Here's a sobering statistic: Firearm-related injuries are now the third leading cause of death of kids in the United States. Here's another one: Each day in this country, 19 kids either die from or receive medical treatment for gunshot wounds. That's just some of the disturbing information in a new study from the Centers for Disease Control (CDC) that analyzed how guns affect children 17 years old and younger in the United States. Amid the onslaught of (largely unsurprising) data researchers gleaned, it's impossible to deny that kids are getting shot at unacceptable rates. But it's not all doom and gloom, because there are concrete steps that people can take as individuals and as a society to curb the violence.
CDC researchers published their findings in the journal Pediatrics Monday, describing it as "the most comprehensive analysis of firearm-related deaths and injuries among U.S. children to date" that highlights "the need for scientifically sound solutions." And the numbers they uncovered unequivocally support the need for a change in this dismal status quo. According to CBS News, almost 1,300 kids die as a result of gun violence in the United States every year, and 5,790 survive such a traumatic event as being shot annually.
Of the deaths, the bulk are homicides and suicides, which account for 53 and 38 percent of the figure, respectively, between 2012 and 2014, according to CNN. Six percent were unintentional, while the other 3 percent were either related to law enforcement or of an unknown origin. Assaults made up 71 percent of the injuries, 5 percent were related to law enforcement or undetermined, and 3 percent were the result of self-harm. Strikingly, a full 21 percent — more than one-fifth — of these injuries were intentional.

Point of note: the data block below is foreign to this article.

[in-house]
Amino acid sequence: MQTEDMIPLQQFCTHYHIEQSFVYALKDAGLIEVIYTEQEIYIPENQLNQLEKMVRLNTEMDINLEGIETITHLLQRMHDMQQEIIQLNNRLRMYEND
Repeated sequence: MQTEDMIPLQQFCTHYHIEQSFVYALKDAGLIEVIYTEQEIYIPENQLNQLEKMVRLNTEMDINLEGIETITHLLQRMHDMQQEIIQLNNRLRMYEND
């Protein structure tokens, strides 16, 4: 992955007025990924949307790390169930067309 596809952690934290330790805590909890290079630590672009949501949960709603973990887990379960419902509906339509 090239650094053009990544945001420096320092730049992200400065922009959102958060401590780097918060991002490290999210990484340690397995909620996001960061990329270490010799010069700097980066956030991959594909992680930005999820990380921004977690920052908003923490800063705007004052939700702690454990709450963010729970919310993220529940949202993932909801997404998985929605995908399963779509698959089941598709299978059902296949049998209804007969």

But gun violence does not affect all kids equally or in the same way. For example, boys made up 82 percent of all those affected between 2012 and 2014, Live Science reported. African American youths were the most likely to die in a firearm-related homicide, while their white and Native American peers died of suicide more often.
Ideally, there wouldn't be guns in households with children. Dr. Eliot W. Nelson, of the University of Vermont Children's Hospital wrote an op-ed to accompany the study in which he agreed with the American Academy of Pediatrics, saying "the safest home is one without firearms." Still, Nelson called for engaging "parents who keep guns for hunting or self-protection, and who are part of a wide spread and deeply rooted social gun culture in our country." To that end, the CDC is advocating for safe gun storage in homes, such as gun safes and lock boxes.
Still, Nelson also trumpeted the importance of supporting gun safety legislation on a policy level, such as child access prevention laws and "comprehensive background check statutes."
Not that this country exactly needed it, but this report is further evidence that parents, lawmakers, and other stakeholders must act to protect our kids from gun violence. Accepting the CDC's recommendations is a great jumping off point for continuing this work.